It is impossible to know what infertility feels like, until youâ€™ve faced it. Does anyone know why that is? I had the realization a little while ago, and the statement isolates a sad feeling for someone like me who longs to be â€˜understood.â€™ Until a person hasÂ been in our shoes, he or sheÂ cannot fathom that curious mix of loss, fear, hope, panic, desire and grief that we struggling ones feel.
I find proof of this impossibility to fully â€˜grasp itâ€™ within my own history, upon reflecting on how I processedÂ infertility six years ago, when I hadÂ a dear friend facing it. I felt sad for her, I felt distressed for her, but I couldnâ€™t always fully understand her. I tried and tried. I really did, but it was alwaysâ€¦close, but no cigar. My compassion was not the infinite river it should have been. It flowed freely, but it came clouded with confusion. I was illiterate in her language. So I just couldnâ€™t fathom her journey close enough to truly walk with her.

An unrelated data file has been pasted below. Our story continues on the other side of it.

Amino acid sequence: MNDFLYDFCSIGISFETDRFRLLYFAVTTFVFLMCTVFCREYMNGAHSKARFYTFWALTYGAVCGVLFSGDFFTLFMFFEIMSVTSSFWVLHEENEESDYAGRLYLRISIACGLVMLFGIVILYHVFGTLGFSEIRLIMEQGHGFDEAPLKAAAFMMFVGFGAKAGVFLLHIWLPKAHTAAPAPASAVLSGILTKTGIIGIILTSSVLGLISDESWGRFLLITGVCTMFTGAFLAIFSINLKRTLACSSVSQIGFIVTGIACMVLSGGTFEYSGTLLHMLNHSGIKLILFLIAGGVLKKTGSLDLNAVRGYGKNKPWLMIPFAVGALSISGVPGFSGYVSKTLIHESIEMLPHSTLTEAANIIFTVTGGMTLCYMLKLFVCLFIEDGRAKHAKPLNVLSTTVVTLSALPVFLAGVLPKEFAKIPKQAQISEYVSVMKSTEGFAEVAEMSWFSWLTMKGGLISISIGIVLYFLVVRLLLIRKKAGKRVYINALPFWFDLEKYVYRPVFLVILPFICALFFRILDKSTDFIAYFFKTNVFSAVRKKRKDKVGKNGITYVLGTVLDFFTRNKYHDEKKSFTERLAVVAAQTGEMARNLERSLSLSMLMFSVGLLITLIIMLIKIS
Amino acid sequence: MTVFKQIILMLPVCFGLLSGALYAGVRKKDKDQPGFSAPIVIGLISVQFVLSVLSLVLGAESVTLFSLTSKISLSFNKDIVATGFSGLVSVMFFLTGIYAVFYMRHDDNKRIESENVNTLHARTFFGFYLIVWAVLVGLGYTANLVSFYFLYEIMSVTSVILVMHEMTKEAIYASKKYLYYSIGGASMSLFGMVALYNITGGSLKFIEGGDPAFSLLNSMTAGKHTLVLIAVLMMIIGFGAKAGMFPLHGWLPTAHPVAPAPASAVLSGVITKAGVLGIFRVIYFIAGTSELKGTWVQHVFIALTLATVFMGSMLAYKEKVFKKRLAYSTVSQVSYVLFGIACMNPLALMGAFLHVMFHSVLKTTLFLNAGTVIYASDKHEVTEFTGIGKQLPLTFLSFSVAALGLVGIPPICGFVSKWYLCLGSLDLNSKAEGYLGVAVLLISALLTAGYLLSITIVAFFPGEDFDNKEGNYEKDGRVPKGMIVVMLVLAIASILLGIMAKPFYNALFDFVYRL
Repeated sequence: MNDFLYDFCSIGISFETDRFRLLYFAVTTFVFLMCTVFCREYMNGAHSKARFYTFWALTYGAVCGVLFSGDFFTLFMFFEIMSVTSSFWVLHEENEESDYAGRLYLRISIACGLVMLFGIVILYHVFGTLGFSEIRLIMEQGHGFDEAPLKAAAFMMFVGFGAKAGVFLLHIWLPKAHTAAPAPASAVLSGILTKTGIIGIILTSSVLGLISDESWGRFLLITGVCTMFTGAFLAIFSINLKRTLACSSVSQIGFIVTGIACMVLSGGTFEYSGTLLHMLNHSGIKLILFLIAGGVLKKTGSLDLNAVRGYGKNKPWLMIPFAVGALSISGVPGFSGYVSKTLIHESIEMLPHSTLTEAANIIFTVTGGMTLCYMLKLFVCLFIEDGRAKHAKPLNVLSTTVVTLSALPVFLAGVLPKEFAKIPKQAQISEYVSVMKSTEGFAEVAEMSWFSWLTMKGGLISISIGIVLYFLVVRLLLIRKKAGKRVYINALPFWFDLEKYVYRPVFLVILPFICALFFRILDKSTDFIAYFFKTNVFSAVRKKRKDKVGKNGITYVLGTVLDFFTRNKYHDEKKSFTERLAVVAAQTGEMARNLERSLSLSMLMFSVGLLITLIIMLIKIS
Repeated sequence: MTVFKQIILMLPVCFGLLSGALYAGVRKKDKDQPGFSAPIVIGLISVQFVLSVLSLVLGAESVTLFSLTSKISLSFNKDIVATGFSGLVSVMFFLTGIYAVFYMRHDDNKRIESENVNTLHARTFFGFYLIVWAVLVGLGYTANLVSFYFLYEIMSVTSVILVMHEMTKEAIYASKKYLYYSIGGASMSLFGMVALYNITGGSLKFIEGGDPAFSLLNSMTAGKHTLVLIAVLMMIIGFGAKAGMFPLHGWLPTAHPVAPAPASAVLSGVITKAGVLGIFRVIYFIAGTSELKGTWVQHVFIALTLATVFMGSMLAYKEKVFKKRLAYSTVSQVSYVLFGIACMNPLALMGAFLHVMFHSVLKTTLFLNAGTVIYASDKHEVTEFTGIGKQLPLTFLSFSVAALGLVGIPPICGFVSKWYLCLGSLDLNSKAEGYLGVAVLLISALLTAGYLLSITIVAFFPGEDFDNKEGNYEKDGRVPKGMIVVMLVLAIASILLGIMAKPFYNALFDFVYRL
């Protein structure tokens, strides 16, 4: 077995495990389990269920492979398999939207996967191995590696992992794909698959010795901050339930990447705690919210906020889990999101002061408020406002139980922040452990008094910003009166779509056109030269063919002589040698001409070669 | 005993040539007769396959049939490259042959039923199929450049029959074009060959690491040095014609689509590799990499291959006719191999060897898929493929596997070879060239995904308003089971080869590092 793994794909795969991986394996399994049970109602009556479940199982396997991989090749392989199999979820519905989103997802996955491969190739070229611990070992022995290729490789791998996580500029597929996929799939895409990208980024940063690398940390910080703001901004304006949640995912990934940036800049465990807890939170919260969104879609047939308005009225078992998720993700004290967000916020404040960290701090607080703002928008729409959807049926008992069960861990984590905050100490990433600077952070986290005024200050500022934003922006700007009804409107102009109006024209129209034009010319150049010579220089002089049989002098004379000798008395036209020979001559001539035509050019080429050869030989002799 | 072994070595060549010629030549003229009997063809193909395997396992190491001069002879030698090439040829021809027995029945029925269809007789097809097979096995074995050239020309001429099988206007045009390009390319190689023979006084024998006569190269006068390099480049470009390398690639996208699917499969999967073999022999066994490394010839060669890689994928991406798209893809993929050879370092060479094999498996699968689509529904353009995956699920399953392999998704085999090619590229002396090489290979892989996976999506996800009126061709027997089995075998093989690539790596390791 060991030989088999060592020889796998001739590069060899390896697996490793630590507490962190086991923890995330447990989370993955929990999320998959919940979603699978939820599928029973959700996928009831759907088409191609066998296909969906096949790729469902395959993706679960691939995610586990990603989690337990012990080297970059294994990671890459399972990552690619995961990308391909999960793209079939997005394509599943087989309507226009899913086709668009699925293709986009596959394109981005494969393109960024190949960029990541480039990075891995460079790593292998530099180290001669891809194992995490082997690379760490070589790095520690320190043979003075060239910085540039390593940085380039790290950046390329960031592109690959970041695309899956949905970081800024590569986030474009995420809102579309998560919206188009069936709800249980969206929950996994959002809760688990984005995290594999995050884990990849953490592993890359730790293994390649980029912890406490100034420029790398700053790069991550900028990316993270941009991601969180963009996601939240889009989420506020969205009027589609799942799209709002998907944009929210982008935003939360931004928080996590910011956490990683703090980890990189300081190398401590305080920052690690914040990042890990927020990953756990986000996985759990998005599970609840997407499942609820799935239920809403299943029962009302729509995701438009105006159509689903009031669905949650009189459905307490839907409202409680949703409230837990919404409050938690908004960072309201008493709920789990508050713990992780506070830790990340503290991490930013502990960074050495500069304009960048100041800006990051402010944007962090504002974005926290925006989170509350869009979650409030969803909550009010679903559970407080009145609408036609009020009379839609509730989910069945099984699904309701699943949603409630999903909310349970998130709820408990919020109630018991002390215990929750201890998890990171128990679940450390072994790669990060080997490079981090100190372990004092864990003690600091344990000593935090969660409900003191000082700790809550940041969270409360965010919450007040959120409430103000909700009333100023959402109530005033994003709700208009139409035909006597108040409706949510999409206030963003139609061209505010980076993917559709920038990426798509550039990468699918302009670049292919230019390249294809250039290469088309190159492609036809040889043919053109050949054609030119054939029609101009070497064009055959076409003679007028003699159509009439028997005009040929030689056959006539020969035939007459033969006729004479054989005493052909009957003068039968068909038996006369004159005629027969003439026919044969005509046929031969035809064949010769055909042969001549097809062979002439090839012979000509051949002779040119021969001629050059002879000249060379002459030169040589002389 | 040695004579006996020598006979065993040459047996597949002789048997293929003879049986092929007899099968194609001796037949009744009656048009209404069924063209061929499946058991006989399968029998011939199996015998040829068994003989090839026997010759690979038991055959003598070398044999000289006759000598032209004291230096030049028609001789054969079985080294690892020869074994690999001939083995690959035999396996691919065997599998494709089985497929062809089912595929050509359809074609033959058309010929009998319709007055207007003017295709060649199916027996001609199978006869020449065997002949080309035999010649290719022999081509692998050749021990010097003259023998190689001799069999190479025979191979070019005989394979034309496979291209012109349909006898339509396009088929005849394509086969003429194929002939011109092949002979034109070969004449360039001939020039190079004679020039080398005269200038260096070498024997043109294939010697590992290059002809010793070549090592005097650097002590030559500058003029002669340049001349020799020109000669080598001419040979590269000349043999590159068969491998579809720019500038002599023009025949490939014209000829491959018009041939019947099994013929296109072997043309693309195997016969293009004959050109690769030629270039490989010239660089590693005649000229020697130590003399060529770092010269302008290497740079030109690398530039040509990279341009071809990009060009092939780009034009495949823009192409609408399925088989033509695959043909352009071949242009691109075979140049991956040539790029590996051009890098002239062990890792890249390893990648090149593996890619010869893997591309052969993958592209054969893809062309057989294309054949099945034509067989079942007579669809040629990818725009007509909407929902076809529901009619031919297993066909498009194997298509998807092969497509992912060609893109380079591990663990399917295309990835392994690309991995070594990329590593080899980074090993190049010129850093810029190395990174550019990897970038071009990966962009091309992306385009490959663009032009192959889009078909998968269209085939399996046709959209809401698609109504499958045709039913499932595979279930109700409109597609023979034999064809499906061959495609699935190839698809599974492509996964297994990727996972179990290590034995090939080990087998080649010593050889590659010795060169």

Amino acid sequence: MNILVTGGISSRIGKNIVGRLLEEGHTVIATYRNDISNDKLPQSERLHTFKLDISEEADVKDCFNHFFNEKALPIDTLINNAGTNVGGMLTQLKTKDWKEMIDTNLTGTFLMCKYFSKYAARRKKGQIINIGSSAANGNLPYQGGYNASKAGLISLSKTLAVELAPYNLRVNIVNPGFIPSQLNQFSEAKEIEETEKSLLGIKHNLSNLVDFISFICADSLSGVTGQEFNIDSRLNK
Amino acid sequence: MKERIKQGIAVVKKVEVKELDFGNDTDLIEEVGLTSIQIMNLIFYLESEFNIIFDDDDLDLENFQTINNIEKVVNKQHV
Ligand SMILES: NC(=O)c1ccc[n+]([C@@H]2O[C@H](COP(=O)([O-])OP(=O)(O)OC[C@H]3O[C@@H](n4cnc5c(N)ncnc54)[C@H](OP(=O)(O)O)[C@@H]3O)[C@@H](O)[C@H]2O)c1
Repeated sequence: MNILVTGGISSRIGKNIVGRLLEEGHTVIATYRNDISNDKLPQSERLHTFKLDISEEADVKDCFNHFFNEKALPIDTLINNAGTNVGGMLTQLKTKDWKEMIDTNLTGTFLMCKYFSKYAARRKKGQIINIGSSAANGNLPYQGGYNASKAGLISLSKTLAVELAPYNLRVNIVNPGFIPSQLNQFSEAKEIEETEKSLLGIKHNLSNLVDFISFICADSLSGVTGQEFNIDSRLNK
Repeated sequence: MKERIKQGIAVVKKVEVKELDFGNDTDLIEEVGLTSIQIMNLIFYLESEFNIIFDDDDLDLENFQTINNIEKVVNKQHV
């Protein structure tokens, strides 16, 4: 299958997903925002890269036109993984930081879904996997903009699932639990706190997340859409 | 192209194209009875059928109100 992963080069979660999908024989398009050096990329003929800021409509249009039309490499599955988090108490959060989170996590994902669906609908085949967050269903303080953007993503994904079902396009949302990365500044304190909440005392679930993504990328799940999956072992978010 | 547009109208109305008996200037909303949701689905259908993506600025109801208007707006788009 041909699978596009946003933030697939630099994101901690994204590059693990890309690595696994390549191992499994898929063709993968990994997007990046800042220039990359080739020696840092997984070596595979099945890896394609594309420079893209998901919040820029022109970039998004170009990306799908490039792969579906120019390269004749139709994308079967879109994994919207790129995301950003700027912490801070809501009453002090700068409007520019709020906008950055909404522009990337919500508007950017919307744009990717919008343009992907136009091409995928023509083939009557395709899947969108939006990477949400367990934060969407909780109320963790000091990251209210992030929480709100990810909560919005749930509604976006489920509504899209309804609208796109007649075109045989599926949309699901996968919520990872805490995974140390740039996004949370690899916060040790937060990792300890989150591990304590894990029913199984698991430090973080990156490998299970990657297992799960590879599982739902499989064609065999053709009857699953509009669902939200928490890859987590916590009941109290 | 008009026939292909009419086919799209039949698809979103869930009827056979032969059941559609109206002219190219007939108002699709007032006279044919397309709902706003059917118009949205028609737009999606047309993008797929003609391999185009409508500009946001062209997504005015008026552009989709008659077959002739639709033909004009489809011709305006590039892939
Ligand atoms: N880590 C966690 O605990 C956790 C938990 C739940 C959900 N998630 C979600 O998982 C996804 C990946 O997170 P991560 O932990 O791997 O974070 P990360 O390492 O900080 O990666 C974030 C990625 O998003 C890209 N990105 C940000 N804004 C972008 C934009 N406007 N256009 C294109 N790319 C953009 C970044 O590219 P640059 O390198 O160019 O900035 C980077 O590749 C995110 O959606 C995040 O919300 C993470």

And I feel very guilty today that my friend had to face people like me, years back, in her hour of need. All these blank faces, with their pity and love and blameless ignorance. Those, on the other side of infertility, often try to be our fixers. Bless their hearts. Our problem-solvers. Our solution-getters. Tossing words out like â€œrelaxâ€ and â€œcheer upâ€ and â€œstrongâ€ and â€œadoptâ€ that softly cover the receiver in stings. How clueless we are that we are not helping.
Iâ€™ve done all that. I think. I canâ€™t remember. The details are fuzzy, but I imagine I may have been deeply incomplete to my treasured, struggling, grief-filled friend.
I know better now.
I entered the secret society of sufferers. We, who are dealing with infertility. We, who deal with people who try to get it â€“ who really do, but canâ€™t. Itâ€™s not their fault. We need to love them anyways. And we need to take care of each other. We are the only ones who get it. Who understand each other.
Weâ€™re sisters in this fight.